The history of laddoos can be traced back a long way. The term ladduka first finds mention in the Mahabharata. Sushruta Samhita the classical Sanskrit text on medicine and surgery also has references to laddoos. It is believed that Indian physician, Sushruta, used ladoos as an antiseptic to treat his surgical patients. In the 4th century BC, he used a concoction of ingredients like sesame seeds, jaggery and peanuts which had nutritional properties, to make laddoos which provided strength and energy. Even today new mothers and pregnant women are given laddoos with special additional herbs and seeds to boost their immunity, and improve lactation. Old texts also mention laddoos being carried during long journeys, and wartime because of their long shelf life.  

The wonderful diversity of culinary traditions across India has led to a mouth-watering array of ‘speciality’ laddoos made with different ingredients. Over the years, people from different communities started experimenting with the ingredients and replaced them with whatever was readily available in their region. Other elements like geography, weather and diets of communities also play a significant role. For example laddoos with gond (edible gum) are eaten in winter as they are believed to give warmth and energy. The Sankranti festival in Gujarat is incomplete without the variety of laddoos made from seasonal ingredients like sesame, peanuts and jaggery. 

From the besan laddoos which are common to several states, the boondi or motichur laddoo that is originally said to hail from Rajasthan and Uttar Pradesh, churma laddoo from Gujarat and Rajasthan, coconut ladoo and rava laddoo from the southern states, the Assamese black sesame laddoo–each region-specific laddoo has its distinct identity, and has specific associations with the local traditions and culture.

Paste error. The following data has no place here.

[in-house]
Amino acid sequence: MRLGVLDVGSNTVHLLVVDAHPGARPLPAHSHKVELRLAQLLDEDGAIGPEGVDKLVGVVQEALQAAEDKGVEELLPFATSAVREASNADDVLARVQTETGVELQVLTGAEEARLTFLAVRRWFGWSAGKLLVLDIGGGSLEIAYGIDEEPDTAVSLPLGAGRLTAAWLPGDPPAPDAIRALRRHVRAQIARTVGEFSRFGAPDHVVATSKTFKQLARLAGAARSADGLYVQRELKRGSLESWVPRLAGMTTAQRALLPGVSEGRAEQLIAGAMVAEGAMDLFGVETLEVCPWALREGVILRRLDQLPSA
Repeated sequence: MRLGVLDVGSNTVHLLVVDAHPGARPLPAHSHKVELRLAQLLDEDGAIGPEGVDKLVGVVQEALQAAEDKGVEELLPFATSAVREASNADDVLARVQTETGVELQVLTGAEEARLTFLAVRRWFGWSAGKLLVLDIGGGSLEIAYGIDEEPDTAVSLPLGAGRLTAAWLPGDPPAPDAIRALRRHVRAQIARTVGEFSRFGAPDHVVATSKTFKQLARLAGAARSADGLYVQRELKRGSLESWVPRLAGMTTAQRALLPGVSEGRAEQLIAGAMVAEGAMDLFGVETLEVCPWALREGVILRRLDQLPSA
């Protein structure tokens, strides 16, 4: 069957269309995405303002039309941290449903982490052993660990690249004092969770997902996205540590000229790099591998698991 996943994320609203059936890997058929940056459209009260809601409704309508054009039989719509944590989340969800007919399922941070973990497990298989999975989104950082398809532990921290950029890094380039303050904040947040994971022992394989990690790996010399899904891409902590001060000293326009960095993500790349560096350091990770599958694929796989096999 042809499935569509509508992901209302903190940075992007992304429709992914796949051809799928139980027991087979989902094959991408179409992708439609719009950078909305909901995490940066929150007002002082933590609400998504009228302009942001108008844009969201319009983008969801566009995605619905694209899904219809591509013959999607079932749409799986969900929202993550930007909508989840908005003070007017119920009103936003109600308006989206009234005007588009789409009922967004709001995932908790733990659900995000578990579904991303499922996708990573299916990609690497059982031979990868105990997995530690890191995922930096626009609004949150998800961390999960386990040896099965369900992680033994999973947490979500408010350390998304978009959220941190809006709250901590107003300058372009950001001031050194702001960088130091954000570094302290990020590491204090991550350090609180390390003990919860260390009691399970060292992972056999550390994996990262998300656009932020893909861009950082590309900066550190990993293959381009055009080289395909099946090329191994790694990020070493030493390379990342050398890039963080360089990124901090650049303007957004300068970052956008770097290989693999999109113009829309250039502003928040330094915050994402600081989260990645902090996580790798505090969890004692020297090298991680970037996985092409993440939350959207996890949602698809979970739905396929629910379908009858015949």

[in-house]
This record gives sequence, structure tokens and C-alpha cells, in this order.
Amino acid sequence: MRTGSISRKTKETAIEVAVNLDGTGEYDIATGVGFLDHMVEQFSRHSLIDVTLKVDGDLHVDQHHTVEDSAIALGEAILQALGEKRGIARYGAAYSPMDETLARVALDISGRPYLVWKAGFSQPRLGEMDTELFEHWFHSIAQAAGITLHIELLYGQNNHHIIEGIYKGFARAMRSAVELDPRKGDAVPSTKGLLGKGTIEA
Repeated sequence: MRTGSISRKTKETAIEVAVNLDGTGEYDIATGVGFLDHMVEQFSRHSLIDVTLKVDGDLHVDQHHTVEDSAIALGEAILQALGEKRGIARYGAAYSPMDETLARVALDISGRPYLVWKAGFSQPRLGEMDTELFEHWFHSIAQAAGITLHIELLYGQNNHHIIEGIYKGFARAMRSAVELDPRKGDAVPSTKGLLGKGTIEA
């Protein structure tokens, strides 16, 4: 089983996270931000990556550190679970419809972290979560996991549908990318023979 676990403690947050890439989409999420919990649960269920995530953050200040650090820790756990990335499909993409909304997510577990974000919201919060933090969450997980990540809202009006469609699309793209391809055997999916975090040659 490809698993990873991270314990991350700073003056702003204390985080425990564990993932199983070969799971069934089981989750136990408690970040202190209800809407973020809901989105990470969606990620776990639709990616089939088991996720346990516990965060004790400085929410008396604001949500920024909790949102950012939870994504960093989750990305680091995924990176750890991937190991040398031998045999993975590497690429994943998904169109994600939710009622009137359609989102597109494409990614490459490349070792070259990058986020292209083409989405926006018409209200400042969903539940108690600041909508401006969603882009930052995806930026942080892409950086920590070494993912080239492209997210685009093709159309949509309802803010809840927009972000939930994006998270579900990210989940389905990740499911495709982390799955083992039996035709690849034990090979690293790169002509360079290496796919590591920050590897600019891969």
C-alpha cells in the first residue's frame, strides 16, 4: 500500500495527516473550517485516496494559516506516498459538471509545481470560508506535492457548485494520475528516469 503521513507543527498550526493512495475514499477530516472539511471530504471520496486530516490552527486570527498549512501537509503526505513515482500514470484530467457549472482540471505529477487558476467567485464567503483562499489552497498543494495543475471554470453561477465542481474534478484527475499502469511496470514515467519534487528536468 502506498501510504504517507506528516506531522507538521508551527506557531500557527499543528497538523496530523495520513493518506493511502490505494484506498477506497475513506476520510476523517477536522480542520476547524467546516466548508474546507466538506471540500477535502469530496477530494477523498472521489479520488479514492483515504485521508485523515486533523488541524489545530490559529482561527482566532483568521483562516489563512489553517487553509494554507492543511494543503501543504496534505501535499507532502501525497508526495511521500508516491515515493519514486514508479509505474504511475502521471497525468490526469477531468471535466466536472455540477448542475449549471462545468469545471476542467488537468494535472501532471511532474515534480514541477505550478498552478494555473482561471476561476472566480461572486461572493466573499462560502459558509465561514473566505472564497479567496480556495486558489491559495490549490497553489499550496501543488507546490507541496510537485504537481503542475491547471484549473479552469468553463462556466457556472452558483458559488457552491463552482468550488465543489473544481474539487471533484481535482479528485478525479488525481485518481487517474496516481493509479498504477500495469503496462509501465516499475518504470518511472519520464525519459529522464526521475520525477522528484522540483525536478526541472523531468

The laddoo also has associations with celebrations. While traditionally the partaking of laddoos is a part of certain festivals, the distribution and sharing of laddoos is an important part of any happy or auspicious occasion—an engagement, a wedding, the birth of a baby, exam results, a new job appointment. All “good news” was heralded by sending and receiving a box of laddoos.

Times are changing though. In urban areas, the time-honoured tradition is now being represented by boxes of designer chocolates, and gift hampers with imported goodies. Celebrity chefs are conjuring up fusion recipes for old sweets to create innovative desserts. And yet, for many of us, there is sense of nostalgia and comfort that the very word laddoo or modak brings. For me it evokes memories of my mother-in-law’s literal labour of love in making trays full of churma laddoos coated with poppy seeds, family feasts where these were consumed with gusto, and the wonderful feeling of being happily replete before sinking into a deep siesta. A modak by any name tastes just as sweet!

–Mamata